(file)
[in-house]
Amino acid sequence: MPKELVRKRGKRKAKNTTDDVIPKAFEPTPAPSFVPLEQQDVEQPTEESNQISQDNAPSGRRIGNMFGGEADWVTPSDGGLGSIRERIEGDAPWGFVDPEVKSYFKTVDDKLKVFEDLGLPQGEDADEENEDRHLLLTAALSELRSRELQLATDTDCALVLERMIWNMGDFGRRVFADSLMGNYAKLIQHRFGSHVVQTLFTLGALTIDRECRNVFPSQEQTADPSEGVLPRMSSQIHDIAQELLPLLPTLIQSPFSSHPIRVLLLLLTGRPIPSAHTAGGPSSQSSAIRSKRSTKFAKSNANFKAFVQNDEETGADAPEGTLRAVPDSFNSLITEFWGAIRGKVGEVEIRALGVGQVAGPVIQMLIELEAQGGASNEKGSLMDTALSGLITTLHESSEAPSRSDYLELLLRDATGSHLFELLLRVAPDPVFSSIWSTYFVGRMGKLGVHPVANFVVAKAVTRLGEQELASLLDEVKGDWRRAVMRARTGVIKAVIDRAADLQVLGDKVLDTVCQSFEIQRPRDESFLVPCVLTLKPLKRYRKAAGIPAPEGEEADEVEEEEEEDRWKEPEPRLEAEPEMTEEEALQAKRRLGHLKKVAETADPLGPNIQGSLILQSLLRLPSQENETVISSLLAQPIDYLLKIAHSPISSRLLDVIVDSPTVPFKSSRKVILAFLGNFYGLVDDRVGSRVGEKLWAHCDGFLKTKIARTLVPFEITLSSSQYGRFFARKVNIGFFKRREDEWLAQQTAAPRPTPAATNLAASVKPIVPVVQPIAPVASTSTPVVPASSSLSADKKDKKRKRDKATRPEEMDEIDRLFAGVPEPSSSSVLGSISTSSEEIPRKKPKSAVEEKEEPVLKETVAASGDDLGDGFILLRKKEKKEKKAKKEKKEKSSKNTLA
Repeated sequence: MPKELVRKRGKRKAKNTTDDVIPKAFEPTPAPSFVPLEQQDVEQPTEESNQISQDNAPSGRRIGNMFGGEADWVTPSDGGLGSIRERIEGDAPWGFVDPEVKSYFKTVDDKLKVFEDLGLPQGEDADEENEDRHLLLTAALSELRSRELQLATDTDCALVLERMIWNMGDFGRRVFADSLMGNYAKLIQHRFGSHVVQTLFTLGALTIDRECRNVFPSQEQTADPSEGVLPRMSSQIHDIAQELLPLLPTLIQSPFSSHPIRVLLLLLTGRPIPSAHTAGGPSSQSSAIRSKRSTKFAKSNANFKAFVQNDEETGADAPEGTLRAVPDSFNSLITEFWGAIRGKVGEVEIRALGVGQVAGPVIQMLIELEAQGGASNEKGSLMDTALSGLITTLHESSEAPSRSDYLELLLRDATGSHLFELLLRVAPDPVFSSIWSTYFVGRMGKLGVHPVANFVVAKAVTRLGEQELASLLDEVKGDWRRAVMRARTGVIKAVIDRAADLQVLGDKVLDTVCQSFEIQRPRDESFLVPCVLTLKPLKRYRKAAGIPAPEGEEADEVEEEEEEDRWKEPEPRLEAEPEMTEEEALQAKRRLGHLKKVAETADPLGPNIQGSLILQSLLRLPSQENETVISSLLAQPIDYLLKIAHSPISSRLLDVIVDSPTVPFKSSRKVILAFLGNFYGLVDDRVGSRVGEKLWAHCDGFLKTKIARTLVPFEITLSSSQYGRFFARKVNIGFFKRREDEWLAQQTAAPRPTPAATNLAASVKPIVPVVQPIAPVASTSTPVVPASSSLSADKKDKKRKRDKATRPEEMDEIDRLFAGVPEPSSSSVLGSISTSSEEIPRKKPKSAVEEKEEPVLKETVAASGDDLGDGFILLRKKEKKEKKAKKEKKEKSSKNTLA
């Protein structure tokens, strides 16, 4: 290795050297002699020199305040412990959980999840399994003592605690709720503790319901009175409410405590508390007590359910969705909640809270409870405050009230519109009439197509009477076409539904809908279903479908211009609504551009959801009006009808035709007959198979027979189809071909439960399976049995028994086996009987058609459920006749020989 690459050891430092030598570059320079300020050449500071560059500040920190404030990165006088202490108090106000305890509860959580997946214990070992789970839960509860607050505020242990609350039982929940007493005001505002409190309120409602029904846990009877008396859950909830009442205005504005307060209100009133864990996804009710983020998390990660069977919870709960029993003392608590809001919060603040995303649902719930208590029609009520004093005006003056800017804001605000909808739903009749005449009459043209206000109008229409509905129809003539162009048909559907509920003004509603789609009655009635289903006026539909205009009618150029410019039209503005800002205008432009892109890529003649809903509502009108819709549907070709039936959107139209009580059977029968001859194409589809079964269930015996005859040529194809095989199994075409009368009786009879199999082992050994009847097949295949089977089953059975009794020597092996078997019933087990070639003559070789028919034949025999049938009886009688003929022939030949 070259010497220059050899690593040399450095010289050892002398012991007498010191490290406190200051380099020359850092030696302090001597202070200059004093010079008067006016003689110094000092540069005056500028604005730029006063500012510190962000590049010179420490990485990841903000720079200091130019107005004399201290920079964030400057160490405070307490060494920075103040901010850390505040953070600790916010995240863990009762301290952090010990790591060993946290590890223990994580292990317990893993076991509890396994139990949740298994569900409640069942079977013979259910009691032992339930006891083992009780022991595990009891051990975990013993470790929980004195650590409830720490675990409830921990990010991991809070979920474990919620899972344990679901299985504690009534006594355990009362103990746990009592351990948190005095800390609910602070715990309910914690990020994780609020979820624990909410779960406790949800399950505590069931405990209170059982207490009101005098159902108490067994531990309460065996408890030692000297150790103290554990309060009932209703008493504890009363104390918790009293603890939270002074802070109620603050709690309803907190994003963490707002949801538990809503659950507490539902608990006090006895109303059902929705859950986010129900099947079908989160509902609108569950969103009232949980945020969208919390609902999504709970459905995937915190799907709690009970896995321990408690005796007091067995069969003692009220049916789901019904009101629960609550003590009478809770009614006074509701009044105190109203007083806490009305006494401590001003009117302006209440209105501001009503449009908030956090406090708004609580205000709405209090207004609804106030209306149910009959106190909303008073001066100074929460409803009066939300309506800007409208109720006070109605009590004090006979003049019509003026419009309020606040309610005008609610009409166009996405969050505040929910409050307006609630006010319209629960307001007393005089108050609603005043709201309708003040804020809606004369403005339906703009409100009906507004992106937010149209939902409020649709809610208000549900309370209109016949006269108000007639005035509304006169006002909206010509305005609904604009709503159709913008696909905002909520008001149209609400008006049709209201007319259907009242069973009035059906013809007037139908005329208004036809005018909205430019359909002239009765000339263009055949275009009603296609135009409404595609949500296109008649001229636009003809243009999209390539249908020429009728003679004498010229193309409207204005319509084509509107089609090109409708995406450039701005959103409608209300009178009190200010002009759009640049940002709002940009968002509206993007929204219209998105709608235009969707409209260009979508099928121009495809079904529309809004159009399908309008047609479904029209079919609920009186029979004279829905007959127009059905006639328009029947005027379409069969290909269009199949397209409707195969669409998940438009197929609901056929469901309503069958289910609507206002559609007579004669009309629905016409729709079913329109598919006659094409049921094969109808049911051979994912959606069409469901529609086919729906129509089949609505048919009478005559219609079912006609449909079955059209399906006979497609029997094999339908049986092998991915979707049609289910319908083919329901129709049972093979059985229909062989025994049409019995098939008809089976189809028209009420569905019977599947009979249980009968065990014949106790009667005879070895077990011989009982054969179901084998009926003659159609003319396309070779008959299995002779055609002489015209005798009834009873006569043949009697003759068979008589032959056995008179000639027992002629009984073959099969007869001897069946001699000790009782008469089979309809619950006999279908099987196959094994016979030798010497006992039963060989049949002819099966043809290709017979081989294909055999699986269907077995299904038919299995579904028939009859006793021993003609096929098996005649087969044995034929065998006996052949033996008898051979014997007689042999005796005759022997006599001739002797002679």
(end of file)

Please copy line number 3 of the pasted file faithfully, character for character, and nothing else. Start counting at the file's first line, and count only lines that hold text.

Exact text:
Repeated sequence: MPKELVRKRGKRKAKNTTDDVIPKAFEPTPAPSFVPLEQQDVEQPTEESNQISQDNAPSGRRIGNMFGGEADWVTPSDGGLGSIRERIEGDAPWGFVDPEVKSYFKTVDDKLKVFEDLGLPQGEDADEENEDRHLLLTAALSELRSRELQLATDTDCALVLERMIWNMGDFGRRVFADSLMGNYAKLIQHRFGSHVVQTLFTLGALTIDRECRNVFPSQEQTADPSEGVLPRMSSQIHDIAQELLPLLPTLIQSPFSSHPIRVLLLLLTGRPIPSAHTAGGPSSQSSAIRSKRSTKFAKSNANFKAFVQNDEETGADAPEGTLRAVPDSFNSLITEFWGAIRGKVGEVEIRALGVGQVAGPVIQMLIELEAQGGASNEKGSLMDTALSGLITTLHESSEAPSRSDYLELLLRDATGSHLFELLLRVAPDPVFSSIWSTYFVGRMGKLGVHPVANFVVAKAVTRLGEQELASLLDEVKGDWRRAVMRARTGVIKAVIDRAADLQVLGDKVLDTVCQSFEIQRPRDESFLVPCVLTLKPLKRYRKAAGIPAPEGEEADEVEEEEEEDRWKEPEPRLEAEPEMTEEEALQAKRRLGHLKKVAETADPLGPNIQGSLILQSLLRLPSQENETVISSLLAQPIDYLLKIAHSPISSRLLDVIVDSPTVPFKSSRKVILAFLGNFYGLVDDRVGSRVGEKLWAHCDGFLKTKIARTLVPFEITLSSSQYGRFFARKVNIGFFKRREDEWLAQQTAAPRPTPAATNLAASVKPIVPVVQPIAPVASTSTPVVPASSSLSADKKDKKRKRDKATRPEEMDEIDRLFAGVPEPSSSSVLGSISTSSEEIPRKKPKSAVEEKEEPVLKETVAASGDDLGDGFILLRKKEKKEKKAKKEKKEKSSKNTLA